Remote Control



Anthony H. Wilson


Phil Cornwell, John Thomson, Caroline Aherne (as Sister Mary) and Frank Sidebottom (Chris Sievey)


Action Time and Granada for Channel 4, 8 January 1991 to 8 December 1992


It's Postmodern! It's Youth TV! It's rubbish! It's tacky! Yet great at the same time! It's Remote Control!

Anthony H Wilson (DJ turned regional TV presenter turned owner of a record company) tried to keep everything under control, stupid haircut or not, and was ably assisted by Frank Sidebottom (man with a papier mache head) who swapped with Phil Cornwell on alternate weeks.

Sofa, so good

The studio was a tribute to a huge living room, the walls were all covered with posters, and Tony and assistant sitting at a bar/desk next to the huge TV. The contestants (all post high school/college up for it teens/students) sat in big armchairs and the game would begin. The TV had eight channels, each one had a specific subject behind it (which was unknown to the contestants until they selected it). These titles would often have puns involved in them, and the questions were all quickfire. Whoever got it right got to pick the next channel, apparently using their remote control. Each question was worth two points and there would be two or three questions available for each subject. The subjects changed every week but some that appeared regularly were:

  • Singalonga! where the assistant would start singing a song and the contestants buzzed in and carried on for a bit.
  • Fair Experiment? where the resident scientist/doctor character would come into the room, do some sort of faux gory experiment (with real pretend blood), and then ask a scientific question.
  • Unfair Questions, where the question would start as a statement with the hope of someone buzzing in too early, only to find out that the actual question was entirely different. For example: "Paris is the capital of..." [Buzz] "...France, but can you name a presenter of Blue Peter?"

After a certain amount of time, the round would end. If, however, somebody had less than a certain amount of points, an announcer would announce "STUPID ALERT! STUPID ALERT!" and the stupid person would get a chance to get some extra points for every answer to something like "name as many Shakespeare plays as you can". They would get ten seconds to reel off as many answers as possible, but the crowd, the other contestants and anyone else in the vicinity would get to chant "STUPID!" at the contestant as they did it. It was funny. Part One would end with a look at some of the great prizes they could win. Despite being deliberately poor (an old Bunty annual, a used sprout, whatever), they still rival anything Channel 5 have given away to date. To into the half time break, the contestants would be given some refreshments. This would be a shower of Cadbury's Creme Eggs or crisps or something like that.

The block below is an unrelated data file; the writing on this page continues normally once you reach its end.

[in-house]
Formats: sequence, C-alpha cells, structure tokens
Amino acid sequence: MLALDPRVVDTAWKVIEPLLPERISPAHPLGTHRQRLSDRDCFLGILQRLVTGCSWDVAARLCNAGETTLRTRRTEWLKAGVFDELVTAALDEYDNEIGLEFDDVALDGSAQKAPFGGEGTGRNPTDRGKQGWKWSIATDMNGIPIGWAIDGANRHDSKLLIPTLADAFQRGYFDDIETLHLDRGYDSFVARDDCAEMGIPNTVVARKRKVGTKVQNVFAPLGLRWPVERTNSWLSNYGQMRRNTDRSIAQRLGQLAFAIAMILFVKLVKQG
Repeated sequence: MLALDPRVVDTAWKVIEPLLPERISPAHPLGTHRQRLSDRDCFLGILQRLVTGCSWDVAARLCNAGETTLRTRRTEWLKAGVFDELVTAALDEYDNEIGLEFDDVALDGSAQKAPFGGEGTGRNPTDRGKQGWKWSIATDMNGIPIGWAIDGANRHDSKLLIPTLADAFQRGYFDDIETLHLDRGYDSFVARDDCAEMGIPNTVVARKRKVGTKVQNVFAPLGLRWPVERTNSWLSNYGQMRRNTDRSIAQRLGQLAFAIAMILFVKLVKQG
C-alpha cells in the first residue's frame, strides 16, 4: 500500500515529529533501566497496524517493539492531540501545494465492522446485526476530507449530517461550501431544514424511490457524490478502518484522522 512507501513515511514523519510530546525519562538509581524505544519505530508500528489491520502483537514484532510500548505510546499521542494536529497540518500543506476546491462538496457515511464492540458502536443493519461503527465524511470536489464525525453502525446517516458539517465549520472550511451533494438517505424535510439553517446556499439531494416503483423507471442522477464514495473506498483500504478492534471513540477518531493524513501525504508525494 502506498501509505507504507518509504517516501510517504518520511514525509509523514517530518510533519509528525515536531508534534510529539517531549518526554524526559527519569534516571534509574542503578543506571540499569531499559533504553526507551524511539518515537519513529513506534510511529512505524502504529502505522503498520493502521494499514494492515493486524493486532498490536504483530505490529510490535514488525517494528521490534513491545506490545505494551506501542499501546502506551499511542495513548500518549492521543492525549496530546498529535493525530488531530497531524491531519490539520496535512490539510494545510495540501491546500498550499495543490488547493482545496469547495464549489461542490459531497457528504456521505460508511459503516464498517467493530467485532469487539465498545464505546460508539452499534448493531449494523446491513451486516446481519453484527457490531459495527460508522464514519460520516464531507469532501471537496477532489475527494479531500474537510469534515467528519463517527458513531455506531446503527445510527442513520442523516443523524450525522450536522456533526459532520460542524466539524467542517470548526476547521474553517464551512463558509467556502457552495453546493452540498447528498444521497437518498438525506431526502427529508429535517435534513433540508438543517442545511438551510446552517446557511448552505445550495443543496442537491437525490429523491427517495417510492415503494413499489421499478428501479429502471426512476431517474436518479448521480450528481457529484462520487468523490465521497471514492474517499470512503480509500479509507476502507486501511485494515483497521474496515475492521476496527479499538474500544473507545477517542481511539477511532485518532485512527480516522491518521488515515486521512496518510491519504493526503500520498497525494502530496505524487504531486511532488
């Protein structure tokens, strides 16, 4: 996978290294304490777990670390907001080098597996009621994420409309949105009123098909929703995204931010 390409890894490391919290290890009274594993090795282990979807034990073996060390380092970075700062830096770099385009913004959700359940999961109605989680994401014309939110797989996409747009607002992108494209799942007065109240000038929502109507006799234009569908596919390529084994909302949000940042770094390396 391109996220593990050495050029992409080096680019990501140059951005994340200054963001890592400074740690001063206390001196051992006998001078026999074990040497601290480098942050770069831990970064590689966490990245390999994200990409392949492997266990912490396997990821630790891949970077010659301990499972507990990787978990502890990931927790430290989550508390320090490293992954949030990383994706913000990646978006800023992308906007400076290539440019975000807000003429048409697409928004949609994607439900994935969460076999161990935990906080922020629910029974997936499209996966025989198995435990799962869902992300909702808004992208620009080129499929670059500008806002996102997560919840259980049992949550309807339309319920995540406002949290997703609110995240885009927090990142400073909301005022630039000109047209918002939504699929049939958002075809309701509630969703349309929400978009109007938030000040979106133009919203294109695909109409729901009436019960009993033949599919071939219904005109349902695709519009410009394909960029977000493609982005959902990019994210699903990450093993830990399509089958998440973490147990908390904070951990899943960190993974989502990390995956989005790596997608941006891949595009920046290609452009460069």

The same, and yet not the same

Part Two was just like Part One only different. There were now eight new subjects but this round was slightly shorter. Why? Because at the end, one of the players would be out of the game. And the way they'd exit was quite funny, usually. They'd be asked to buckle up in their seat belt before the chair would swing, tilt, or just rocket backwards through the wall (see Brainstorm), comically of course, and to the assistant and crowd singing "Hey you, GET OFF OF MY SHOW!" until they've gone. Then there would be more of the wonderful prizes.

The way the winner was decided was by Think Fast, which would take the form of a quick fire quiz such as remembering telephone numbers or doing mental arithmetic, with two points for a right answer. And when it had finished, the winner was decided. The loser was met with everybody singing Hit the Road, Jack (led by none other than Mr Stella Street himself, Phil Cornwell). We'd then be treated to the star prize, something worth between £200 and £500, a giant wardrobe or somesuch.

The final round would see the last contestant strapped horizontally to a wheel (to which Tony would would advise "If you're going to be sick, do it to your left...") Outside the wheel were ten screens the contestant would have 45 seconds to answer ten pop culture questions (whilst being spun), each one for a prize. Moreover, for every one they got correct, one of the screens would show the word "Yes!" and for every one wrong it would show "No!". After the time ran out, all the unmarked screens turned to a "No!", then the wheel would slow down and stop. If it pointed to a "Yes!" they won the big prize and if it showed a "No!" they didn't.

And that was it. It was superb, yet stupid and inane at the same time. It wasn't trying to make a point but it was FUN and that's got to be a good thing. AND it was original at times as well! It's a show many people are fond of.


Based on a US MTV show of the same name.


"Hit the road, Jack"

"Stupid alert"


Comedian Sean Lock used to do the warm-up for the show, and even appeared in the odd episode.

Future Egghead Dave Rainford appeared on Remote Control in 1991.


To correct something on this page or post an addition, please complete this form and press "Send":
If you are asking us a question, please read our contact us page and FAQ first.

Name: E-mail:   
A Labyrinth Games site.
Design by Thomas.
Printable version
Editors: Log in